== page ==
Still, I’m not going to let Yale off that easy.
When picking an index portfolio to compare themselves against, the total stock market or Classic 60-40 portfolios that they reference in their report are convenient targets but they sidestep the obvious choice. The Chief Investment Officer of the Yale Endowment is a guy named David Swensen who wrote a terrific book on investing where he recommends a passive index fund asset allocation appropriate for everyday investors that uses some of the same thought processes as the Yale Endowment. It’s called the Swensen Portfolio, and it has an entire section here on Portfolio Charts.
So let’s take a look at a rare opportunity to study how active and passive management compare when they originate from the same portfolio manager.
The Yale portfolio had a higher average return but the Swensen portfolio had the same volatility.
The Swensen portfolio had deeper max drawdowns, but they were also shorter with a lower Ulcer index.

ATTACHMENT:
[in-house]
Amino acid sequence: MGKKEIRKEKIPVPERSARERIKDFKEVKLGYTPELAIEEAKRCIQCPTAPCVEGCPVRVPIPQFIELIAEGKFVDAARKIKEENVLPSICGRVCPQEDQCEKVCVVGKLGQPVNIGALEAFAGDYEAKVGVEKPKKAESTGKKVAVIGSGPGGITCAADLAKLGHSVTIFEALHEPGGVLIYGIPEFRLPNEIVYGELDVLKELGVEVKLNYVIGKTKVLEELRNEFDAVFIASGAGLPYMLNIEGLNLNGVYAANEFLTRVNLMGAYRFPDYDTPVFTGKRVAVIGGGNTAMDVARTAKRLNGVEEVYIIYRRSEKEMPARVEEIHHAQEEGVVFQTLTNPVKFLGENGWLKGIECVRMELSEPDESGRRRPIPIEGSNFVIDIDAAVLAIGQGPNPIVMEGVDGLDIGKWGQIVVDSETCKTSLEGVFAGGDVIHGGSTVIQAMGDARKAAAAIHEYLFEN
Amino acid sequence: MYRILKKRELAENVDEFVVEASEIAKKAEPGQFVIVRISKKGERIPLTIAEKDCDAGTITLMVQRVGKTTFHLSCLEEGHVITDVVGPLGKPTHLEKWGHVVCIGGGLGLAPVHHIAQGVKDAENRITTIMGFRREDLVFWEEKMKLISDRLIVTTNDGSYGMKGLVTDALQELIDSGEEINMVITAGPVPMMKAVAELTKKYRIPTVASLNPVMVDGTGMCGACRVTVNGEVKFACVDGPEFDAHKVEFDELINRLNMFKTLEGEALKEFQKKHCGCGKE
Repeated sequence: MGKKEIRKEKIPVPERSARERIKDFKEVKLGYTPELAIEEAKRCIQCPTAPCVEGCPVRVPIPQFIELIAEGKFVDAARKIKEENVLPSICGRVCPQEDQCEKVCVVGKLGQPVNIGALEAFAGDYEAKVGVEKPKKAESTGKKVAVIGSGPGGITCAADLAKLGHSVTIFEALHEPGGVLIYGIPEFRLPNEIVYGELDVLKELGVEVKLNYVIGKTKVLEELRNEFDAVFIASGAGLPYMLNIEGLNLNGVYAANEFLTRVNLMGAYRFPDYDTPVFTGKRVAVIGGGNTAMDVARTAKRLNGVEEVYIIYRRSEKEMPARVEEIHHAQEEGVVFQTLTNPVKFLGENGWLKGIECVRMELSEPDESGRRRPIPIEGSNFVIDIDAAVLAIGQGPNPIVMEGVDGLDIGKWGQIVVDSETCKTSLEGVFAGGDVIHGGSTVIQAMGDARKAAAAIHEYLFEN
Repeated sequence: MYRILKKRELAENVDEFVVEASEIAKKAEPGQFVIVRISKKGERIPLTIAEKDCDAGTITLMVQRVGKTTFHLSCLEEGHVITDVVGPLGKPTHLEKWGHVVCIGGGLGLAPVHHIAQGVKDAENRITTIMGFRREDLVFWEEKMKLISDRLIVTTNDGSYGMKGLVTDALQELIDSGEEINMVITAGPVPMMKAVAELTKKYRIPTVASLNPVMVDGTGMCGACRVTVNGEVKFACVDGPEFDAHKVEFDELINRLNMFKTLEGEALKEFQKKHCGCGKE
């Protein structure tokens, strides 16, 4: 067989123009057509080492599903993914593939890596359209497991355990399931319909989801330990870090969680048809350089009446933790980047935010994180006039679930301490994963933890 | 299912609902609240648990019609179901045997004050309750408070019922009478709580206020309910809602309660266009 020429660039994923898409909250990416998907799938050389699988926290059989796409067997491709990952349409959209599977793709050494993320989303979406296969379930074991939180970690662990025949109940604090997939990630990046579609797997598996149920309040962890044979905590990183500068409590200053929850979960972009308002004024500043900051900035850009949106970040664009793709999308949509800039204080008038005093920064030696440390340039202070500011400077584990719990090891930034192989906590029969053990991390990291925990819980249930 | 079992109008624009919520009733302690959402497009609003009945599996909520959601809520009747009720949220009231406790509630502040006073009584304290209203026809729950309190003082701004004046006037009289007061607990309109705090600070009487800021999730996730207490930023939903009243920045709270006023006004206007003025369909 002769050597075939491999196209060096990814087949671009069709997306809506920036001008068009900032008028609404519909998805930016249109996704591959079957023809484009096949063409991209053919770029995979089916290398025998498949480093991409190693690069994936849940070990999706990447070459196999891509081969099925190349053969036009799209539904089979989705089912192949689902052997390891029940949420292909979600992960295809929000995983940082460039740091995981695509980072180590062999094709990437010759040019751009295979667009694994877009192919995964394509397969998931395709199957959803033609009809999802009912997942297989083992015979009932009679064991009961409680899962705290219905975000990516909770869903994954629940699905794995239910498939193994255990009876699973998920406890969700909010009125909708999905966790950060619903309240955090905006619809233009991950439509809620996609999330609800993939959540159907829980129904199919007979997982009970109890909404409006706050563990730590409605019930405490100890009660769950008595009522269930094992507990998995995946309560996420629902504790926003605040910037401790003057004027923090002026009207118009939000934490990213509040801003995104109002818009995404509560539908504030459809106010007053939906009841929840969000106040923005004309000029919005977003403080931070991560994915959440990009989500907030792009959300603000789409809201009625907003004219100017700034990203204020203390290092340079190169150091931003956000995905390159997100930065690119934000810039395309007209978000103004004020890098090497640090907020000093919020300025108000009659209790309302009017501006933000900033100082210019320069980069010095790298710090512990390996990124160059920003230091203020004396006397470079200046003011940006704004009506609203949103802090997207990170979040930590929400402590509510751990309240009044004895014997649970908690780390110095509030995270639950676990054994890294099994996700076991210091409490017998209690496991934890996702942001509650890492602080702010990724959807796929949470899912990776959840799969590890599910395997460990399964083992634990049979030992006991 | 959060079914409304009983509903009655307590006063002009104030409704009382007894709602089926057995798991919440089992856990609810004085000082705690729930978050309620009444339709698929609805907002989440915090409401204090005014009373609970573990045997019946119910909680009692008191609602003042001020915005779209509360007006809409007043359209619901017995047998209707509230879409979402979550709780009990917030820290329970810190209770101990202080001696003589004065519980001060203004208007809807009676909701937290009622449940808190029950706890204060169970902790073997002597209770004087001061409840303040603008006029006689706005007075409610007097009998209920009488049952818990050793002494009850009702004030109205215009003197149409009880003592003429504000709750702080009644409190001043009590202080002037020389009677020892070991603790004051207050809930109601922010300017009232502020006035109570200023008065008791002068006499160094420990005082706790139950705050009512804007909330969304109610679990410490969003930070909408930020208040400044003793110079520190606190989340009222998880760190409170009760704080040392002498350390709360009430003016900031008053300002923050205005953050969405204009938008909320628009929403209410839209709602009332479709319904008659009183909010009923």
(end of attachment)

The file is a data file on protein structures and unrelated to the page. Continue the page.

The Yale portfolio had higher returns over many periods, but the Swensen portfolio did much better in the 1970’s.
Both portfolios had very similar baseline returns, while the Yale portfolio had greater upside.
Believe it or not, the Swensen portfolio actually had superior withdrawal rates to the professionally run endowment.
Now I’m not going to go so far as to say Yale would be better off with the passive Swensen portfolio rather than the active variety, as some readers may note that Swensen took over the endowment in 1985 and performance notably picked up once he did. Responsibly managing billions is also a lot more complicated than managing an individual retirement account, so it would be disingenuous to conflate the two situations. But in my opinion the passive Swensen portfolio competes quite well with the active Yale Endowment, and I think there are some important lessons here for normal investors like you and me.